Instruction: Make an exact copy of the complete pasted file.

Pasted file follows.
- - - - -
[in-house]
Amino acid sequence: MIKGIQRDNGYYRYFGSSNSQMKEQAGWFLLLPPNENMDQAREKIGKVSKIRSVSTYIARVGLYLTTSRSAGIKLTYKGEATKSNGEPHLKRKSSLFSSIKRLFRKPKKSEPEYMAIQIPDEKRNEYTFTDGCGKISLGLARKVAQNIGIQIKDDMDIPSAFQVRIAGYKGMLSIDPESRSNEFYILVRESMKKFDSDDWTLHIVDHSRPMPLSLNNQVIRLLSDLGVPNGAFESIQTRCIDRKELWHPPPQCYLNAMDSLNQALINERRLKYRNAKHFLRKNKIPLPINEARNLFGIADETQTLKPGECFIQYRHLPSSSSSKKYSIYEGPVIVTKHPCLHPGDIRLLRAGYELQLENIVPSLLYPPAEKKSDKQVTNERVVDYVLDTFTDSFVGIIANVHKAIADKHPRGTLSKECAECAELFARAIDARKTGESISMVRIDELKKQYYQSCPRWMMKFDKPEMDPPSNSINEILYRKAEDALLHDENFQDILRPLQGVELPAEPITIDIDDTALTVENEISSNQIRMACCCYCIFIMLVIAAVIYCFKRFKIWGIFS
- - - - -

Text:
[in-house]
Amino acid sequence: MIKGIQRDNGYYRYFGSSNSQMKEQAGWFLLLPPNENMDQAREKIGKVSKIRSVSTYIARVGLYLTTSRSAGIKLTYKGEATKSNGEPHLKRKSSLFSSIKRLFRKPKKSEPEYMAIQIPDEKRNEYTFTDGCGKISLGLARKVAQNIGIQIKDDMDIPSAFQVRIAGYKGMLSIDPESRSNEFYILVRESMKKFDSDDWTLHIVDHSRPMPLSLNNQVIRLLSDLGVPNGAFESIQTRCIDRKELWHPPPQCYLNAMDSLNQALINERRLKYRNAKHFLRKNKIPLPINEARNLFGIADETQTLKPGECFIQYRHLPSSSSSKKYSIYEGPVIVTKHPCLHPGDIRLLRAGYELQLENIVPSLLYPPAEKKSDKQVTNERVVDYVLDTFTDSFVGIIANVHKAIADKHPRGTLSKECAECAELFARAIDARKTGESISMVRIDELKKQYYQSCPRWMMKFDKPEMDPPSNSINEILYRKAEDALLHDENFQDILRPLQGVELPAEPITIDIDDTALTVENEISSNQIRMACCCYCIFIMLVIAAVIYCFKRFKIWGIFS